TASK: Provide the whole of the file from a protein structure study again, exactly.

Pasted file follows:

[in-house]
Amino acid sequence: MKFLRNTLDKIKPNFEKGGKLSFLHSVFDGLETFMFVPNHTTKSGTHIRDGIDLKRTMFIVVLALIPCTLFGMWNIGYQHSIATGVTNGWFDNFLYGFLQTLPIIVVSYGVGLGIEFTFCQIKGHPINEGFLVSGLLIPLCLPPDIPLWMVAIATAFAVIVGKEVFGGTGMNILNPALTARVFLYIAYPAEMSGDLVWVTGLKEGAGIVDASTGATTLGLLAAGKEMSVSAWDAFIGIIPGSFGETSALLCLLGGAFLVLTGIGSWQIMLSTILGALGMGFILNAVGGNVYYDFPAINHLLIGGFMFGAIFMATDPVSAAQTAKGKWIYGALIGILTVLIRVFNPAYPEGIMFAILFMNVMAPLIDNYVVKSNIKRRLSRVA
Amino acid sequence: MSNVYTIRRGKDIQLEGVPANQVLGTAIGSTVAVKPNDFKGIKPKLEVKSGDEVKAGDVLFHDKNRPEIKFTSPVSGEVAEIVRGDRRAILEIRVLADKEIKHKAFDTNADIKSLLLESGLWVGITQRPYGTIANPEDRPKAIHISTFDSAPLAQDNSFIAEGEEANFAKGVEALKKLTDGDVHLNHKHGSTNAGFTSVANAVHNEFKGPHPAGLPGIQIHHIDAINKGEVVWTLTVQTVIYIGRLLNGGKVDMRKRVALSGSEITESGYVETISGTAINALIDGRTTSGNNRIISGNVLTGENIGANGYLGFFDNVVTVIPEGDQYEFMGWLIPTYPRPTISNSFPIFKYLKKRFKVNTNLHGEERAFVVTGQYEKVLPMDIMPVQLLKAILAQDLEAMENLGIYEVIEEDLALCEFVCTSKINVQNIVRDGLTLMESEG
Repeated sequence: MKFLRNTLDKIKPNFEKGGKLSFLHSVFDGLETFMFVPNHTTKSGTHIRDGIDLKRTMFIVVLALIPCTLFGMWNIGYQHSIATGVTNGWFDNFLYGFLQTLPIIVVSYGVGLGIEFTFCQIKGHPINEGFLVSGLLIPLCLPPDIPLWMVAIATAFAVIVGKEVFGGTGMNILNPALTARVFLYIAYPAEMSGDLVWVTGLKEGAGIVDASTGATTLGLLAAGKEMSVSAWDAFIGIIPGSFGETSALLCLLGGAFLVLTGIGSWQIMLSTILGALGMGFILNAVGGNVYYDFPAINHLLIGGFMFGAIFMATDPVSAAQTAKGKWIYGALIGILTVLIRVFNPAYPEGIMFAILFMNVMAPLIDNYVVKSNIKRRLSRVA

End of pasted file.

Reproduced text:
[in-house]
Amino acid sequence: MKFLRNTLDKIKPNFEKGGKLSFLHSVFDGLETFMFVPNHTTKSGTHIRDGIDLKRTMFIVVLALIPCTLFGMWNIGYQHSIATGVTNGWFDNFLYGFLQTLPIIVVSYGVGLGIEFTFCQIKGHPINEGFLVSGLLIPLCLPPDIPLWMVAIATAFAVIVGKEVFGGTGMNILNPALTARVFLYIAYPAEMSGDLVWVTGLKEGAGIVDASTGATTLGLLAAGKEMSVSAWDAFIGIIPGSFGETSALLCLLGGAFLVLTGIGSWQIMLSTILGALGMGFILNAVGGNVYYDFPAINHLLIGGFMFGAIFMATDPVSAAQTAKGKWIYGALIGILTVLIRVFNPAYPEGIMFAILFMNVMAPLIDNYVVKSNIKRRLSRVA
Amino acid sequence: MSNVYTIRRGKDIQLEGVPANQVLGTAIGSTVAVKPNDFKGIKPKLEVKSGDEVKAGDVLFHDKNRPEIKFTSPVSGEVAEIVRGDRRAILEIRVLADKEIKHKAFDTNADIKSLLLESGLWVGITQRPYGTIANPEDRPKAIHISTFDSAPLAQDNSFIAEGEEANFAKGVEALKKLTDGDVHLNHKHGSTNAGFTSVANAVHNEFKGPHPAGLPGIQIHHIDAINKGEVVWTLTVQTVIYIGRLLNGGKVDMRKRVALSGSEITESGYVETISGTAINALIDGRTTSGNNRIISGNVLTGENIGANGYLGFFDNVVTVIPEGDQYEFMGWLIPTYPRPTISNSFPIFKYLKKRFKVNTNLHGEERAFVVTGQYEKVLPMDIMPVQLLKAILAQDLEAMENLGIYEVIEEDLALCEFVCTSKINVQNIVRDGLTLMESEG
Repeated sequence: MKFLRNTLDKIKPNFEKGGKLSFLHSVFDGLETFMFVPNHTTKSGTHIRDGIDLKRTMFIVVLALIPCTLFGMWNIGYQHSIATGVTNGWFDNFLYGFLQTLPIIVVSYGVGLGIEFTFCQIKGHPINEGFLVSGLLIPLCLPPDIPLWMVAIATAFAVIVGKEVFGGTGMNILNPALTARVFLYIAYPAEMSGDLVWVTGLKEGAGIVDASTGATTLGLLAAGKEMSVSAWDAFIGIIPGSFGETSALLCLLGGAFLVLTGIGSWQIMLSTILGALGMGFILNAVGGNVYYDFPAINHLLIGGFMFGAIFMATDPVSAAQTAKGKWIYGALIGILTVLIRVFNPAYPEGIMFAILFMNVMAPLIDNYVVKSNIKRRLSRVA